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The world of brownfield insurance (BI) was recently shocked to learn that AIG was non-renewing its site pollution liability (SPL) book of business. AIG's Pollution Legal Liability Select (PLLS) policy, issued in 1995, was environmental insurers' first response to the Brownfields Movement. It allowed them to modify previously restrictive and inflexible policies so that they could be used to facilitate transactions. The idea of the policy was that the insured would be able to "select" specific coverages out of a number of modules based on distinctions of time, location, and types of damage, for instance On Site Cleanup Costs due to Pre-Existing Pollution Conditions. However, in addition to this selection process, specific policies also need to be manuscripted or tailored to fit specific risks. They are negotiable contracts, and, as illustrated by most of the cases involving such policies over the last 10 or 15 years, need to be negotiated by coverage experts.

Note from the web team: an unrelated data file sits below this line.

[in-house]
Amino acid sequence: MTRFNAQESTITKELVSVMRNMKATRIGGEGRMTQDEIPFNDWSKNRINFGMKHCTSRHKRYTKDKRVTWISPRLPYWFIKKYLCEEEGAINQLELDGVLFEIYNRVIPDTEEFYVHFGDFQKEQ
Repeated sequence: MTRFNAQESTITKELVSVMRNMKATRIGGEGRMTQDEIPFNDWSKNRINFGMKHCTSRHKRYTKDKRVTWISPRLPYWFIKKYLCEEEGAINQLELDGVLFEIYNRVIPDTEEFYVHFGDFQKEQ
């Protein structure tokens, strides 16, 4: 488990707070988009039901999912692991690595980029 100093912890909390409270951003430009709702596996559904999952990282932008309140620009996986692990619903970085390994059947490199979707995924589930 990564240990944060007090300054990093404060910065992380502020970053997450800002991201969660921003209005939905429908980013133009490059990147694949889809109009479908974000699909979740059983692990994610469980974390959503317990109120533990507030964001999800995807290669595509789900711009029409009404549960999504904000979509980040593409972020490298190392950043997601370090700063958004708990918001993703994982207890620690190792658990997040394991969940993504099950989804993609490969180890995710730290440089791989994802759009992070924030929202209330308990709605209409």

Vapor Intrusion, or VI, occurs when contamination beneath the ground emits toxic vapors that can travel through the soil and enter the interior spaces of houses and buildings. The types of contamination most commonly associated with VI concerns are industrial solvents like chlorinated volatile organic compounds (CVOCs), and petroleum products like gasoline. The Environmental Protection Agency just released final guidance on vapor intrusion issues, which regulates how inhalation exposures from VI are assessed and controlled.
Financial institutions require the completion of environmental due diligence of a commercial real estate collateralized lending transaction for many reasons. They may wish to understand the environmental condition of the proposed collateral and ensure a Borrower's compliance with applicable regulations prior to making a loan; to reevaluate the collateral during a renewal or refinance transaction; to determine the collateral's condition at the time of a loan default; or to obtain information about an unexpected environmental condition encountered within the loan term.
I read with interest the article by Ken Kaye on two scientist's challenge of other scientist's linking warmer oceans to more intense hurricanes (Sun-Sentinel page 1, December 13, 2007).